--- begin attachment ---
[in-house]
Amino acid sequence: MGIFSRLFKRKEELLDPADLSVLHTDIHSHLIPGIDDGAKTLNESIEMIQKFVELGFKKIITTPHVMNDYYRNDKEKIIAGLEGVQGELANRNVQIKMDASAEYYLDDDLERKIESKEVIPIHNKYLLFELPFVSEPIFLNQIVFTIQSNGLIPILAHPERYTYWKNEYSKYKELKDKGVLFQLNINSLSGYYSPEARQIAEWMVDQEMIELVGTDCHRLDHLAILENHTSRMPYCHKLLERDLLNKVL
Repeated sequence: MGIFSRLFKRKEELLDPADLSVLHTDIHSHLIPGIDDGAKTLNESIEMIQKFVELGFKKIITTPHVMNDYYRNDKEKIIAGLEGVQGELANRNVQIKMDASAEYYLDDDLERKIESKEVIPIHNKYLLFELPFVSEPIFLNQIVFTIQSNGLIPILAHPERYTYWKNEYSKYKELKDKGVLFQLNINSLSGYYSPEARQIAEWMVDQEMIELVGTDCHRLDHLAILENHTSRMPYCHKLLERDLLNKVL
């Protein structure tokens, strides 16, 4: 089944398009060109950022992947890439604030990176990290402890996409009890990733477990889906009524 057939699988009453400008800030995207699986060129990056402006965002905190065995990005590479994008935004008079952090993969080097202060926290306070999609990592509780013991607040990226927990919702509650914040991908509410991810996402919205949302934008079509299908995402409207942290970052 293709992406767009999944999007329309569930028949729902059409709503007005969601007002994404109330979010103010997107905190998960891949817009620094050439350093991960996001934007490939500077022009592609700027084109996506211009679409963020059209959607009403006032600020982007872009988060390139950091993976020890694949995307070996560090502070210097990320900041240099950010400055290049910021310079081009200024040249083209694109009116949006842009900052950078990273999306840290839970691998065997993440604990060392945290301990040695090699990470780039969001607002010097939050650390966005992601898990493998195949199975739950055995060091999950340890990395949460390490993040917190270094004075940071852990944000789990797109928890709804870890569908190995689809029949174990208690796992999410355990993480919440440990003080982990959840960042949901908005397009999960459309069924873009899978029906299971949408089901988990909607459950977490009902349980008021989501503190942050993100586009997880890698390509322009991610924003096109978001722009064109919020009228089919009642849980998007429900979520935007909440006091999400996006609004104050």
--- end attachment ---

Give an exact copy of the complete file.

[in-house]
Amino acid sequence: MGIFSRLFKRKEELLDPADLSVLHTDIHSHLIPGIDDGAKTLNESIEMIQKFVELGFKKIITTPHVMNDYYRNDKEKIIAGLEGVQGELANRNVQIKMDASAEYYLDDDLERKIESKEVIPIHNKYLLFELPFVSEPIFLNQIVFTIQSNGLIPILAHPERYTYWKNEYSKYKELKDKGVLFQLNINSLSGYYSPEARQIAEWMVDQEMIELVGTDCHRLDHLAILENHTSRMPYCHKLLERDLLNKVL
Repeated sequence: MGIFSRLFKRKEELLDPADLSVLHTDIHSHLIPGIDDGAKTLNESIEMIQKFVELGFKKIITTPHVMNDYYRNDKEKIIAGLEGVQGELANRNVQIKMDASAEYYLDDDLERKIESKEVIPIHNKYLLFELPFVSEPIFLNQIVFTIQSNGLIPILAHPERYTYWKNEYSKYKELKDKGVLFQLNINSLSGYYSPEARQIAEWMVDQEMIELVGTDCHRLDHLAILENHTSRMPYCHKLLERDLLNKVL
């Protein structure tokens, strides 16, 4: 089944398009060109950022992947890439604030990176990290402890996409009890990733477990889906009524 057939699988009453400008800030995207699986060129990056402006965002905190065995990005590479994008935004008079952090993969080097202060926290306070999609990592509780013991607040990226927990919702509650914040991908509410991810996402919205949302934008079509299908995402409207942290970052 293709992406767009999944999007329309569930028949729902059409709503007005969601007002994404109330979010103010997107905190998960891949817009620094050439350093991960996001934007490939500077022009592609700027084109996506211009679409963020059209959607009403006032600020982007872009988060390139950091993976020890694949995307070996560090502070210097990320900041240099950010400055290049910021310079081009200024040249083209694109009116949006842009900052950078990273999306840290839970691998065997993440604990060392945290301990040695090699990470780039969001607002010097939050650390966005992601898990493998195949199975739950055995060091999950340890990395949460390490993040917190270094004075940071852990944000789990797109928890709804870890569908190995689809029949174990208690796992999410355990993480919440440990003080982990959840960042949901908005397009999960459309069924873009899978029906299971949408089901988990909607459950977490009902349980008021989501503190942050993100586009997880890698390509322009991610924003096109978001722009064109919020009228089919009642849980998007429900979520935007909440006091999400996006609004104050």